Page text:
LDN Survey: Relapse rate on LDN same as Copaxone

A board to discuss Low Dose Naltrexone (LDN) as a treatment for Multiple Sclerosis

LDN Survey: Relapse rate on LDN same as Copaxone

Postby SammyJo » Thu Jun 17, 2004 7:37 am

Most recent analysis of LDN survey reveals relapse rate of 0.226 for 267 MS patients, or 1 relapse every 5 years. Same as Copaxone!

http://home.earthlink.net/~dflomer/LDN/

The other questions on symptoms are subjective of course, but are informative for LDN users, who want to compare their results to a block of users, broken down by MS type.

I hope these reports help convince anyone you are talking to about LDN, either for prescriptions or research.

I think I have done everything I can to wring useful data out of the survey. I hope this homemade research is useful to everyone in their pitch to researchers, as a valid clue that needs to be followed up. Now it is time for trails!

My deepest gratitude to all of you for your feedback and hard work on the LDN trials campaign!

Samantha/Redtruck99@yahoo.com
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Postby willysnout1 » Sun Jun 27, 2004 12:26 pm

Useless information based on self-reporting. Won't amount to a hill of beans unless there's a real trial performed by a respected and independent organization.
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LSN research is progressing

Postby SammyJo » Sun Jun 27, 2004 1:10 pm

Willy,
Of course it means nothing scientifically, I plaster that disclaimer all over the survey page. Anecdotes are not a bad thing, they are step 1 in the logical progression of research, followed by case studies, hypothesis, animal trials, then human trials. LDN has already been through human safety trials at much higher doses, so it can move more quickly.

My intent was to call attention to this growing body of anecdotal evidence which deserves the next investigative step. And it worked! My neurologist (at a large academic research hospital with an MS center) is writing an LDN clinical trial proposal for their review board right now. Another researcher has shown the survey to an Italian MS research group that is also considering a trial. So progress is happening, and in a year or two we should have the beginning of some definitve LDN-MS evidence.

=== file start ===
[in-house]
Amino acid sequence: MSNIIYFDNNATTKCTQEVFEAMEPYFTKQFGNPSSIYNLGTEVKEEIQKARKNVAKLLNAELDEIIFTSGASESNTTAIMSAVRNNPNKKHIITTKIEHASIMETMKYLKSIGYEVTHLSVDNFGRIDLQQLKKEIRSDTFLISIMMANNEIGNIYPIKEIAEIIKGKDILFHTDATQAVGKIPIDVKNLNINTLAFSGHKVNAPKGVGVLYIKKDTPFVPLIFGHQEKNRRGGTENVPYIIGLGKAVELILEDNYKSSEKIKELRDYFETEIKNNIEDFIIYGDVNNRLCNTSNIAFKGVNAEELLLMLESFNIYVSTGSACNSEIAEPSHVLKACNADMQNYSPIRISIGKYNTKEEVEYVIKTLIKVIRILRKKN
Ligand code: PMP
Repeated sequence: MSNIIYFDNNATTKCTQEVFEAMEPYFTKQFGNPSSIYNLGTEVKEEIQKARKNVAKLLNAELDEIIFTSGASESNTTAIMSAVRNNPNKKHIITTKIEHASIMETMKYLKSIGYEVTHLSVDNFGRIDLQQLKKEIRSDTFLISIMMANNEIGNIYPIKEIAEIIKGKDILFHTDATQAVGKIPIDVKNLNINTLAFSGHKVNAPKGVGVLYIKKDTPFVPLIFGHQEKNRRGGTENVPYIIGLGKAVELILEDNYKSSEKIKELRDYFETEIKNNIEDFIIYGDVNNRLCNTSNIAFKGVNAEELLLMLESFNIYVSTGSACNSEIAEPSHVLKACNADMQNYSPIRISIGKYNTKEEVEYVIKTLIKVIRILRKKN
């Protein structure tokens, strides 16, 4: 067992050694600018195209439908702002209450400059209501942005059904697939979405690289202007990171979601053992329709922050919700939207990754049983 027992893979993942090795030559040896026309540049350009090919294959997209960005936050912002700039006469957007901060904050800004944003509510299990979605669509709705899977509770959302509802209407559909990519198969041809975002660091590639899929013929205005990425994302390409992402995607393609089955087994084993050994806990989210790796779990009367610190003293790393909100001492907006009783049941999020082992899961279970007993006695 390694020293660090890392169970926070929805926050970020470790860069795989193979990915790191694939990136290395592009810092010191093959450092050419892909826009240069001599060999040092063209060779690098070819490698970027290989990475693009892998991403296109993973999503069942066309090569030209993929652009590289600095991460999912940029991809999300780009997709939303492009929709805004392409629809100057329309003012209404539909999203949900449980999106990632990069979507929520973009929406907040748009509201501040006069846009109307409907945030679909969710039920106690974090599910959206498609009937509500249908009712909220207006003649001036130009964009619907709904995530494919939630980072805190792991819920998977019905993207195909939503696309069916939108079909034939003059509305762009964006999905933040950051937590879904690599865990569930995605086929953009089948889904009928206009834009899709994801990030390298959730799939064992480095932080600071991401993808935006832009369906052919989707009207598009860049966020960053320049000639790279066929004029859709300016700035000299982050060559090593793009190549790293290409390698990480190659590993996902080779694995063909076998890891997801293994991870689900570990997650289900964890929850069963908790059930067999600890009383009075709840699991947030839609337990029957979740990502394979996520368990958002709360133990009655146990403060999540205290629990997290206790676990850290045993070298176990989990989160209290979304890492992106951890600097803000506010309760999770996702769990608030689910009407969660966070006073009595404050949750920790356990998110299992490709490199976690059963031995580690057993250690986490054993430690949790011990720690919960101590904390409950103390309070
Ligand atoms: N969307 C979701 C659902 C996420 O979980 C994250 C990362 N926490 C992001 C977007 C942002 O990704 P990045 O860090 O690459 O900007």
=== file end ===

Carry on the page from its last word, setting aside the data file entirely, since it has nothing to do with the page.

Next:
Meanwhile, I am happy to keep taking this cheap harmless pill, that has made my cane obsolete, and kept me out of the wheelchair I was approved for. Yes, just one more useless anecdote, but hang in there, the answers will come...

SammyJo
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Postby willysnout1 » Sun Jun 27, 2004 1:20 pm

Fair enough! :) I think LDN deserves a real trial, by the way, and I've been saying that for quite a while.
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Postby msmaybe » Thu Jul 01, 2004 5:41 pm

There is some very interesting data in the medical literature (PubMed) about neuroprotection in animals by naloxone (similar to naltrexone). The researchers showed neuroptrotection by naloxone. But it was not by the mechanism everyone claims--stimulation of opoid receptors. They showed that the isomer of naloxone (chemicals often have more than one isomer) that cannot affect opoid receptors has equal neuroprotection to the one that stimulates the opoid receptors. They postulated a yet undiscovered mechanism of action for this drug. These studies were done before the current internet excitement over LDN, but no one seems to quote them.
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Postby msmaybe » Thu Jul 01, 2004 5:48 pm

Here is one of the citations.

Methods Mol Med. 2003;79:43-54.

Neuroprotective effect of naloxone in inflammation-mediated dopaminergic neurodegeneration. Dissociation from the involvement of opioid receptors.

Liu B, Hong JS.

Neuropharmacology Section, National Institute of Environmental Health Science, National Institutes of Health, Research Triangle Park, NC, USA.
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Postby msmaybe » Thu Jul 01, 2004 6:02 pm

Here is one of the citations.

Methods Mol Med. 2003;79:43-54.

Neuroprotective effect of naloxone in inflammation-mediated dopaminergic neurodegeneration. Dissociation from the involvement of opioid receptors.

Liu B, Hong JS.

Neuropharmacology Section, National Institute of Environmental Health Science, National Institutes of Health, Research Triangle Park, NC, USA.
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Postby SammyJo » Thu Oct 21, 2004 9:37 am

Bravo msmaybe! Sounds like we are getting a double bargain from naltrexone. Here is the second part of the research by this team at NIH.

Inhibition by naloxone stereoisomers of beta-amyloid peptide (1-42)-induced superoxide production in microglia and degeneration of cortical and mesencephalic neurons.

http://www.ncbi.nlm.nih.gov/entrez/quer ... t=Abstract

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